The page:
Search Results

Origin and History; Relief, Forest and Soil Development; Dynamics and Management
Authors: Josef Fanta and Henk Siepel
Man has had a complex relationship with inland drift sands through the ages. For some centuries these landscapes were seen as a threat, especially to agriculture and housing.
This book considers the processes, origin, conservation and restoration of this very special but harsh biotope, one that is characterised by fields of lichens with sparse grasses and heather alongside a range of special animal, fungi and plant species.
• Part 1 - Drift sand landscapes of NW Europe
• Part 2 - Microclimate and soil development
• Part 3 - Ecosystem succession on drift sands
• Part 4 - Forestation of drift sands
• Part 5 - Practical implications
In: Inland Drift Sand Landscapes
In: Inland Drift Sand Landscapes
In: Inland Drift Sand Landscapes
In: Economy and Ecology of Heathlands
In: Inland Drift Sand Landscapes
In: Economy and Ecology of Heathlands

Bats have a high species diversity and show unique ecological traits. The distribution patterns of European bat species differ between species. In this paper we seek to explain which life history traits, or interrelations between traits, can best explain observed differences in the distribution patterns of bats. Traits are interrelated and sometimes involve trade-offs, implying that a change in one trait may have positive or negative consequences for other traits. We describe the main morphological, physiological and ecological adaptations of insectivorous European bat species. We make pair-wise relations between traits, indicating the interrelations between traits, in terms of possible trade-offs. We relate the consequences of these trade-offs to the distribution maps of the species, focusing on the traits relevant for southern and northern distribution limits. We found coarse patterns that might indicate the distribution of related species are a consequence of their physiological, morphological and ecological adaptations and the interrelations between these adaptations. Hence, we think life-history strategies can be used to explain differences in species distribution. The method presented in this paper might also be useful for other mammal groups with a high species diversity, such as Rodentia and Soricidae.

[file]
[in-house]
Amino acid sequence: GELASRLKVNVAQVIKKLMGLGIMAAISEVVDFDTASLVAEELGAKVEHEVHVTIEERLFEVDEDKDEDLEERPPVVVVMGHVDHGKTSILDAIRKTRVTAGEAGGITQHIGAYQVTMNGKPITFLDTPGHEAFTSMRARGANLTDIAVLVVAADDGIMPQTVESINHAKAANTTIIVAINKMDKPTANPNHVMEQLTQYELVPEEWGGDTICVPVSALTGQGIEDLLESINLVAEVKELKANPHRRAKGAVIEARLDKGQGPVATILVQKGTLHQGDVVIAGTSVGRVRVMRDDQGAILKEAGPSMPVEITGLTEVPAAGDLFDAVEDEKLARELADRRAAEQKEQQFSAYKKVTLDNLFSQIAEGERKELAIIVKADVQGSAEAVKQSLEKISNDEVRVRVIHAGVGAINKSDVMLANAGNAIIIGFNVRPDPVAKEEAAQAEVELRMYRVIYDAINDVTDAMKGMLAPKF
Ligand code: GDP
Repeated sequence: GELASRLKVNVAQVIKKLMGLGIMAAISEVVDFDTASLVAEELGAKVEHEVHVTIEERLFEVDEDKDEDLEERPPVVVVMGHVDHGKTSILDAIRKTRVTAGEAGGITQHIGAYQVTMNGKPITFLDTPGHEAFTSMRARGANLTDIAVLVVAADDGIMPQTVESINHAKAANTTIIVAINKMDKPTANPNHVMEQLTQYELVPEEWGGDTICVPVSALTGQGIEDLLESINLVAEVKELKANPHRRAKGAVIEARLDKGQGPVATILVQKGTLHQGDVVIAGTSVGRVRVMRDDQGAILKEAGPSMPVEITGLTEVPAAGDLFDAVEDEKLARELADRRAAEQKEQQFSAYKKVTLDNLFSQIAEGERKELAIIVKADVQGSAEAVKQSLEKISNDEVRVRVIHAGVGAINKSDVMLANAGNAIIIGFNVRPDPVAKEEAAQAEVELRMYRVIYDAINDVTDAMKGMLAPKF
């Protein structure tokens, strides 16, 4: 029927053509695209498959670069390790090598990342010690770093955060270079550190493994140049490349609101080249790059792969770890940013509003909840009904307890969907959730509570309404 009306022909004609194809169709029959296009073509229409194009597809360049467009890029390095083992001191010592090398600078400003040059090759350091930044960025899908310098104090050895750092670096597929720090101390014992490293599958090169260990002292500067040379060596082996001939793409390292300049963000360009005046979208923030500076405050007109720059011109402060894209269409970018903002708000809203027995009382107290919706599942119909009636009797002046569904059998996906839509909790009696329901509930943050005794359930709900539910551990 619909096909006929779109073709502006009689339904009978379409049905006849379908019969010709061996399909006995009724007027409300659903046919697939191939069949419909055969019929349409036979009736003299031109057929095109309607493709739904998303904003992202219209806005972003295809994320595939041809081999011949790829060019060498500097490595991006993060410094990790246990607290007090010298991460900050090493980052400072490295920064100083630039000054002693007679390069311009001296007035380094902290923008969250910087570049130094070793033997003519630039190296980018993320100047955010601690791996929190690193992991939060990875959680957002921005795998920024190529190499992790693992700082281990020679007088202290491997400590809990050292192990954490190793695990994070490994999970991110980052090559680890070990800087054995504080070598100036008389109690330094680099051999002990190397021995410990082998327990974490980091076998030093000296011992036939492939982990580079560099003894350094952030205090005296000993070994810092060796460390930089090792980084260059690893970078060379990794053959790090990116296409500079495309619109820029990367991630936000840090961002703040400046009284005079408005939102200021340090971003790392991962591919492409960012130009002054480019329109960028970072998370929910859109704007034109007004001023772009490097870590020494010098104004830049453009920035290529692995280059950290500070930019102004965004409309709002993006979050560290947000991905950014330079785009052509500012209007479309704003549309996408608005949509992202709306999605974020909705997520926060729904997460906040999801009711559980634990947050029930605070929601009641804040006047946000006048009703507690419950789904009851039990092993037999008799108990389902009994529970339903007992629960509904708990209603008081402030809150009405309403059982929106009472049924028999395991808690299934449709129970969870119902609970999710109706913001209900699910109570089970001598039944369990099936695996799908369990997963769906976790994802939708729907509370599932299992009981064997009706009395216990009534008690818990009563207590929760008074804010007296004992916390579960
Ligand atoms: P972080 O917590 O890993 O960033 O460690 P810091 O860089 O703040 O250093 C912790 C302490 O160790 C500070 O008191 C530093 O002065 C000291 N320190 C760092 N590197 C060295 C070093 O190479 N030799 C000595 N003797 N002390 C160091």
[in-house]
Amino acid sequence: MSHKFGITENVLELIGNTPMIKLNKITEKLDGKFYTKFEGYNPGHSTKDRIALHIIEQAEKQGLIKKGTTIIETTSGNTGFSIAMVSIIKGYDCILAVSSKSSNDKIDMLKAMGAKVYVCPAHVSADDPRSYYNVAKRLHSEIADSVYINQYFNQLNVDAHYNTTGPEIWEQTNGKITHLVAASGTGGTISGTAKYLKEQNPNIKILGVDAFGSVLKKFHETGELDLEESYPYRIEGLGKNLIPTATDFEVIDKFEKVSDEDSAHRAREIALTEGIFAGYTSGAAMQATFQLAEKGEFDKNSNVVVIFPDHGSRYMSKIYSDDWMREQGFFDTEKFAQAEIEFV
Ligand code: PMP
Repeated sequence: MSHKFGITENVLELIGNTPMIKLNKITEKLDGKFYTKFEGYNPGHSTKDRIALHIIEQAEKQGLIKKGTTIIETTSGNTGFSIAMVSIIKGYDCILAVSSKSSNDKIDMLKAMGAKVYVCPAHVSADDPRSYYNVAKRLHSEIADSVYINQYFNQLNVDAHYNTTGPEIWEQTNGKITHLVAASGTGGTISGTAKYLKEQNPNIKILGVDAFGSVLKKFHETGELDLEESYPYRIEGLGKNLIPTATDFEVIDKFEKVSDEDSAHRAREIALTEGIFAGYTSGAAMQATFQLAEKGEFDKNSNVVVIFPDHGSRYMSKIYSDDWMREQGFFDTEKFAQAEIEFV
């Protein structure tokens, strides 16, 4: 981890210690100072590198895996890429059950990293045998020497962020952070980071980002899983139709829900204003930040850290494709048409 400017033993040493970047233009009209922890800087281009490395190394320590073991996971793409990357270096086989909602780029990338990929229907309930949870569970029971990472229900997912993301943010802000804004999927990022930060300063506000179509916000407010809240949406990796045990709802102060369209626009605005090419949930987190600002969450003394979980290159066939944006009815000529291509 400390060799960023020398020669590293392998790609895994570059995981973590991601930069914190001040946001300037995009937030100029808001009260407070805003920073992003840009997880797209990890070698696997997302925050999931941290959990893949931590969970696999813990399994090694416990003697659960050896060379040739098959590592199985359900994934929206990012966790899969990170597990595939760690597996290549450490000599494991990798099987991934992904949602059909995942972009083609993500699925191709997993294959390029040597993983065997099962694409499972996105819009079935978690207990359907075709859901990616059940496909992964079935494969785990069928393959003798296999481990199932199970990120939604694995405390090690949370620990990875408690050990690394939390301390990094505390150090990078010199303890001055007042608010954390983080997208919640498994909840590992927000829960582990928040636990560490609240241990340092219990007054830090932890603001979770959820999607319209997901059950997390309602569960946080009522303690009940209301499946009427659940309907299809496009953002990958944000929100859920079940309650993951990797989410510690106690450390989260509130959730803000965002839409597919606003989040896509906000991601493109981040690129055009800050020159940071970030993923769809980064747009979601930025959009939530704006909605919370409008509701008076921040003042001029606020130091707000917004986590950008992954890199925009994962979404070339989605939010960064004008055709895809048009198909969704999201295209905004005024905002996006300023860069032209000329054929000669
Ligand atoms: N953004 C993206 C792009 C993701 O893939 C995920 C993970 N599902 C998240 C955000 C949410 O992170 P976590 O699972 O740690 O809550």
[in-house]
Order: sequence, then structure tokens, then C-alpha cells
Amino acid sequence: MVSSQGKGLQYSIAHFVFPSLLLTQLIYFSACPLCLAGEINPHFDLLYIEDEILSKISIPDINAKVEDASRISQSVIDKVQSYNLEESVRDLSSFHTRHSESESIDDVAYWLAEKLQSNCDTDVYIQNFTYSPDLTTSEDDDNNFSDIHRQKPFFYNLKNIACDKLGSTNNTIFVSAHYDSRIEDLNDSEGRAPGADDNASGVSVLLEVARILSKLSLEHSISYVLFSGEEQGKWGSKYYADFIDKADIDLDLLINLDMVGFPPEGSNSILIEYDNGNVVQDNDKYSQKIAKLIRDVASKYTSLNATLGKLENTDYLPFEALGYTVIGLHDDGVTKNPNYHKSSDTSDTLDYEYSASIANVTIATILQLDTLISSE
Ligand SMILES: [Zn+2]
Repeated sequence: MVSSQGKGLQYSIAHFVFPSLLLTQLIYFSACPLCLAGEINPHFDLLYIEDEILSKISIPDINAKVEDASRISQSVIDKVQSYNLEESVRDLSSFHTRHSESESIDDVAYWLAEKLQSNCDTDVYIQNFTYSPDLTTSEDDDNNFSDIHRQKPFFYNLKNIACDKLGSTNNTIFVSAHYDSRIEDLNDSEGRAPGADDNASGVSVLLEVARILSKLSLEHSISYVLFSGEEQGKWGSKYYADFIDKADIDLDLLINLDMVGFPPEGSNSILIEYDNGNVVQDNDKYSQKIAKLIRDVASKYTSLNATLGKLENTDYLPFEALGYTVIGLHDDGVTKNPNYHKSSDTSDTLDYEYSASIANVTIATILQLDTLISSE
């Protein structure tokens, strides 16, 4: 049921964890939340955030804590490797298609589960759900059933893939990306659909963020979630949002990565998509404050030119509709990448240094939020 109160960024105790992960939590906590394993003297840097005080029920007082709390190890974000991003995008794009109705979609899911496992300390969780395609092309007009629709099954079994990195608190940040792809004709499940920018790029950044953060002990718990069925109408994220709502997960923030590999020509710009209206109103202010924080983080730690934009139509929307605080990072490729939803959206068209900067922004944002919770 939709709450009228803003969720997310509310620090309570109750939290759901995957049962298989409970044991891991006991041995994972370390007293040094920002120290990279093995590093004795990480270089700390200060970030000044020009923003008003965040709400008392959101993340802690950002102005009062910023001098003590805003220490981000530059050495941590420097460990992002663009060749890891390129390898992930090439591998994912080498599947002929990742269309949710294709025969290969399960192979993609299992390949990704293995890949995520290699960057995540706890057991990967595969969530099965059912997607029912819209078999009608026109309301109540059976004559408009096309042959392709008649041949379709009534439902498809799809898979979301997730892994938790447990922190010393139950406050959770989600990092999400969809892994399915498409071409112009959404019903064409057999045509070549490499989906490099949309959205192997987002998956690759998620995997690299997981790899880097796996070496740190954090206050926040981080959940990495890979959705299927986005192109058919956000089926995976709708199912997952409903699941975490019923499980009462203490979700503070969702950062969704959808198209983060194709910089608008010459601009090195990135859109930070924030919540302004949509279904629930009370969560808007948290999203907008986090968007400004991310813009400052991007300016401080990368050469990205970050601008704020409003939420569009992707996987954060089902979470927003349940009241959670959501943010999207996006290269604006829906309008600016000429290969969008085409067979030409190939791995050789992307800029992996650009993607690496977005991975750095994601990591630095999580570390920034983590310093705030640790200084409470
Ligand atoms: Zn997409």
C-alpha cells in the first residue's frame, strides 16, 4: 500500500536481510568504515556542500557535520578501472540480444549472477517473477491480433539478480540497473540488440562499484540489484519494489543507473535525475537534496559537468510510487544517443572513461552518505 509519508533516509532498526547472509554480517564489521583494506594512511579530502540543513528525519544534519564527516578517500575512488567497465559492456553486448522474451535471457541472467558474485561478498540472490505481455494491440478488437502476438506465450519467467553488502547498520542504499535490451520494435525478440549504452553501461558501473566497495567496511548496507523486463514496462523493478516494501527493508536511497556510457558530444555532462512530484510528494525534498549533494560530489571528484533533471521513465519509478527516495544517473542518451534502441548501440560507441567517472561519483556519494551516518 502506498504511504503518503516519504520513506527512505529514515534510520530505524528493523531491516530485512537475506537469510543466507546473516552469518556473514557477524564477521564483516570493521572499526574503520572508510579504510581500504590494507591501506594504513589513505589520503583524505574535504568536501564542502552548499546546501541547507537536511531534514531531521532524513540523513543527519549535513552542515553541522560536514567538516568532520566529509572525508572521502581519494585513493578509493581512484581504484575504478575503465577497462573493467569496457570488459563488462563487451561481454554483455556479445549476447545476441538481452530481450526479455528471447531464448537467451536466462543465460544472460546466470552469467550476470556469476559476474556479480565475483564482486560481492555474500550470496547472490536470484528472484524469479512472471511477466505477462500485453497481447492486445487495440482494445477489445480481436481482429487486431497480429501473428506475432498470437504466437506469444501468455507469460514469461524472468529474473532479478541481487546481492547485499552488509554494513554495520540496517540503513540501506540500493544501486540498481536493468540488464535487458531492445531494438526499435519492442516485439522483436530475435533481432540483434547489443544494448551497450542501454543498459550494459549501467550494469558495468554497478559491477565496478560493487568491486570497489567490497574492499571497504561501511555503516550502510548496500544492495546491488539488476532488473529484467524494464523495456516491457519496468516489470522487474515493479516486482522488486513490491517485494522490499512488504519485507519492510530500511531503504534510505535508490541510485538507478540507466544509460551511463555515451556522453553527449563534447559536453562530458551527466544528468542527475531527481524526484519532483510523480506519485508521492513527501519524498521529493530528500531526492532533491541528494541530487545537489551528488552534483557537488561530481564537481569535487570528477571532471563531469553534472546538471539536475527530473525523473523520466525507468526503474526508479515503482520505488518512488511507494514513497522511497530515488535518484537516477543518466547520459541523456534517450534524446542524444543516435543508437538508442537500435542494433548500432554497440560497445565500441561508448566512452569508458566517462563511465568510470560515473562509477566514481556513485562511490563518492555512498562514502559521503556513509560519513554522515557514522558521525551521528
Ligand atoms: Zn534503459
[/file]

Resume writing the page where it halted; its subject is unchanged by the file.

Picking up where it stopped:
In: Animal Biology
In: Economy and Ecology of Heathlands
In: Economy and Ecology of Heathlands